If your child is working on speech sounds that they haven’t quite developed yet and your speech therapist hands you some target words that you should practice, it may seem daunting to practice these words with your child. It doesn’t have to be! Practicing speech sounds can be fun!
Three things to keep in mind before you begin:
The sound should be practiced in the way the speech therapist suggested.
If it is supposed to be at the beginning of the word, then only practice it in that position.
The therapist will tell you to whether to practice the sound at either a word level, in a phrase like “I see…”, or in a whole sentence.
Don’t correct the sound all the time. Modeling the correct production in your own speech is a powerful way for the child to learn. If you child says, “I see the little tat”, you can say back, “Oh it is such a little cat.” emphasizing the correct production, but not asking them to say it back.
The goal is to help your child feel good about his/her speech and to practice the skills that they learned with the speech therapist while at home.
Tips on how to keep your child motivated to practice
Ask for a second set of cards or photocopy the ones you have and play Go Fish or a matching game. Have your child say the target word each time they turn over a card in the way the speech therapist suggested.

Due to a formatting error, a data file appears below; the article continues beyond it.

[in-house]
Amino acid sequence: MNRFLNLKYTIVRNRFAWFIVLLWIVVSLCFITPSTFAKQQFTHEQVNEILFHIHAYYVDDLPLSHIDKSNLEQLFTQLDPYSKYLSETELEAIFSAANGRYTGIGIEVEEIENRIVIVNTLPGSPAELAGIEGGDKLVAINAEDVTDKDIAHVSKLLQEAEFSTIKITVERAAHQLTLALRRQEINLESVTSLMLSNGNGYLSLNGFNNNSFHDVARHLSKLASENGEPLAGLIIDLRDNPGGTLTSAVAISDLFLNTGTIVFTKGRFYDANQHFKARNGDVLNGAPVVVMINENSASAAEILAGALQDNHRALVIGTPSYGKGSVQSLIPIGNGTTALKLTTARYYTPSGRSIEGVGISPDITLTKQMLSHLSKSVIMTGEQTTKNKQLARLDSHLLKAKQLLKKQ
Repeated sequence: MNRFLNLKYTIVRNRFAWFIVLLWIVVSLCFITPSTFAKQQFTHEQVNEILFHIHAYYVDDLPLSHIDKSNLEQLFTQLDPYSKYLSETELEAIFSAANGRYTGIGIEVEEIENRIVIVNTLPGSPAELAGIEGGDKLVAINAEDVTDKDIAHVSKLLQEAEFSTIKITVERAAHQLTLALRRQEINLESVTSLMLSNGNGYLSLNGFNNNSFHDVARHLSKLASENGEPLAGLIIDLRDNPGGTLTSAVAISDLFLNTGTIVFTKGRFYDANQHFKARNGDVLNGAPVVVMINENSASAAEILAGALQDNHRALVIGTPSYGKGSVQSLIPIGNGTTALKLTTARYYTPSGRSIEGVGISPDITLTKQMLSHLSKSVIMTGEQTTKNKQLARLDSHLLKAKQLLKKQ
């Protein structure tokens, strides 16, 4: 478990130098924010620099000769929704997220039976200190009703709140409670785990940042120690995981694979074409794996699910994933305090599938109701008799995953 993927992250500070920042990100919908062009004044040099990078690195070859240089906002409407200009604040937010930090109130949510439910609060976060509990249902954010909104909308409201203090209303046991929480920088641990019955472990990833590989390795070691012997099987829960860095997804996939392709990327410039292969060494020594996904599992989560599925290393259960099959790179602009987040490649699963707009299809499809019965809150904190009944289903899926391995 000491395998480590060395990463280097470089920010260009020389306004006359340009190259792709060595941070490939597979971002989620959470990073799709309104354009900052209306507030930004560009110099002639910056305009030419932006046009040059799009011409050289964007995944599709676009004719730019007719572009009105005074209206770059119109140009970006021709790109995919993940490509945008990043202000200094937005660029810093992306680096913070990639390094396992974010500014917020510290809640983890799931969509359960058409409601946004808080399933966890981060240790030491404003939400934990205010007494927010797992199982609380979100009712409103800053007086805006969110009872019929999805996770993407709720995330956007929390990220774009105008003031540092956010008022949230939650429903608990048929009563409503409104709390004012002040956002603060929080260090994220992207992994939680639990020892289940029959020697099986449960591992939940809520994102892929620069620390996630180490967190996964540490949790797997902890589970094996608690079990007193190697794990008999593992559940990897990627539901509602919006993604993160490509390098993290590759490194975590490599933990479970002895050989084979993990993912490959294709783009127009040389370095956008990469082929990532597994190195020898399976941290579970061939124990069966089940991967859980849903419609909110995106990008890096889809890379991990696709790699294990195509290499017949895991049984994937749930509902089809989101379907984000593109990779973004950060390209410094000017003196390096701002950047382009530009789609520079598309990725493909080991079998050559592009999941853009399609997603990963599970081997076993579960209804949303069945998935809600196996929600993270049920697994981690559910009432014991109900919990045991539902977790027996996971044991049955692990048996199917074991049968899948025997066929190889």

Hide the cards around the room and play Hot and Cold until they find them all; you tell them they are hot if they are close to the card and cold if they are far away. Don’t forget to use variations in between as well. For example, “you are getting warmer… oh you are getting really hot…”
Play a board or a card game and have your child say their target words before his/her turn.
Go on a nature walk and try and find words that begin with their target sound.
Collect some beads and make a bracelet or necklace adding a bead after each target word is practiced.
Incorporate the cards into anything your child loves to do…if they love toy cars, have them drive the cars to each target word placed/taped on the floor.
Always praise your child’s attempts at producing their sound. If they don’t get it quite right, tell them it was a great try and if they make the sound accurately, tell them so! They need to know what the correct production sounds and feels like. You could say, “Great job, you made that ____ sound so nicely” or “Wow! I heard you use your ___ sound”!